U.S. stocks posted their third straight quarter of losses for the first time since 2009. With a recession looming in the United States, and probably already underway in Europe, it’s tough to see a catalyst for a durable, near-term market rebound, even with the early fourth-quarter rally. Stocks and bonds are likely to come under further pressure as long as the U.S. Federal Reserve and other central banks continue to aggressively tighten monetary policy.
Markets took another leg down after the Fed delivered its third consecutive 75 basis points (bps) rate hike last month, lifting the federal funds rate to a target range of 3.00% to 3.25%, the highest level since 2008. The Fed’s latest projections show it intends to take rates above 4.50% in the months ahead, and Fed officials have warned they would continue to tighten monetary policy to tame inflation.
At some point, the impact of higher rates and deteriorating economic conditions will bleed into corporate earnings, says Capital Group economist Darrell Spence. “While equity markets have declined, expectations for corporate earnings are likely still too high,” Spence explains.
A number of companies have already issued downbeat outlooks or announced plans to rein in spending by imposing hiring freezes or outright workforce reductions, or halting capital projects. This includes Nike, FedEx, Ford and some high-profile technology giants such as Meta Platforms and Alphabet.
“Consensus market expectations are for earnings to grow in 2023. However, if the economy does enter a recession, earnings could easily fall 15%, or even more, considering the strong dollar and rising labor costs,” said Spence. “As such, there seems to be some potential for downward revisions to consensus earnings estimates.”
A 15% decline in earnings would put the estimated price-to-earnings ratio for the S&P 500 Index in the range of 19 to 20. “In an environment where interest rates are rising, and the 10-year Treasury yield could potentially exceed 4.0%, history suggests a price-to-earnings multiple in the mid-teens would be more appropriate,” said Spence. “The combination of lower consensus earnings estimates and multiple compression could present a difficult headwind for the equity market.”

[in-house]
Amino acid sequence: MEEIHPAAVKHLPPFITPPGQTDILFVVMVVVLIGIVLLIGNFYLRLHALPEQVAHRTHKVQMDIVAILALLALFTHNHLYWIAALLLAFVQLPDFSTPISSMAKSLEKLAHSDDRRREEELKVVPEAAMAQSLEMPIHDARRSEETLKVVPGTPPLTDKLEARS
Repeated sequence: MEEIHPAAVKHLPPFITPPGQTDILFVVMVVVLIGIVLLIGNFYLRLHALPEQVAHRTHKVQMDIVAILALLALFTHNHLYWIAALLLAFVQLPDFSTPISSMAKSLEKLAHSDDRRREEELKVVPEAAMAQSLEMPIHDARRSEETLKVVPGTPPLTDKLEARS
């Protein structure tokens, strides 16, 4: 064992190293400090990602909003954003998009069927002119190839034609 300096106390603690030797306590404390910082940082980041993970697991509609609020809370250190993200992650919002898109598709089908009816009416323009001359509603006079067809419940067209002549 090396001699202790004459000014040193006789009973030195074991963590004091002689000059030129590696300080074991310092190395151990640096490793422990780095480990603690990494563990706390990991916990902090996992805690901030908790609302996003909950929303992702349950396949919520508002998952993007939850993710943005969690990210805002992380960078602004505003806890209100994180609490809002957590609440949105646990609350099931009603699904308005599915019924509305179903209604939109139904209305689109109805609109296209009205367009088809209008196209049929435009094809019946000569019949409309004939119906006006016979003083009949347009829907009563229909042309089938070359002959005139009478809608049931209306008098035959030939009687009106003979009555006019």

In a challenging environment for equities, it’s worth looking for areas that have fared relatively well in periods of market decline. Historically, dividend-paying stocks tend to do better than the broader market, according to Capital Group economist Jared Franz. “In terms of individual sectors, it’s historically staples, health care and utilities that have held up well.”
Moreover, while equity markets broadly may not have touched bottom, many portfolio managers are starting to find value in select areas of the market.
Based on the trajectory of past downturns, bear markets associated with a recession have a median decline of about 36% and tend to last, on average, about 18 months. So, it wouldn’t be unusual for this one to continue well into 2023. That said, using deep, fundamental research, many portfolio managers and analysts are starting to see opportunities to invest in good companies at attractive prices.
The U.S. economy is healthier compared to Europe, Japan and China, which have been beleaguered by Russia’s escalation of the war in Ukraine, energy supply disruptions, severe COVID-19 restrictions, global supply chain dislocations and controversial fiscal policies by the United Kingdom’s new government. U.S. consumer spending has proven to be resilient, and the labor market has remained robust. Nevertheless, parts of the economy appear to be weakening. Incoming homebuilder data are weak, and these data are good leading indicators for sales, starts and prices. Indeed, the S&P CoreLogic Case-Shiller U.S. National Home Price NSA Index registered a monthly decline in July, the first since 2019 and largest since 2012. When housing turns lower in a late cycle, as it is now, a recession has tended to follow.
Darrell R. Spence covers the United States as an economist and has 29 years of industry experience (as of 12/31/2021). He holds a bachelor’s degree in economics from Occidental College. He also holds the Chartered Financial Analyst® designation and is a member of the National Association for Business Economics.
Jared Franz is an economist with 16 years of industry experience (as of 12/31/21). He holds a PhD in economics from the University of Illinois at Chicago and a bachelor’s degree in mathematics from Northwestern University.
The S&P 500 Index is a market capitalization-weighted index based on the results of approximately 500 widely held common stocks.
The Bloomberg U.S. Aggregate Index represents the U.S. investment-grade fixed-rate bond market.
The S&P CoreLogic Case-Shiller Home Price Indices are calculated monthly using a three-month moving average. Index levels are published with a two-month lag and are released at 9 am EST on the last Tuesday of every month. Index performance is based on non-seasonally adjusted data.
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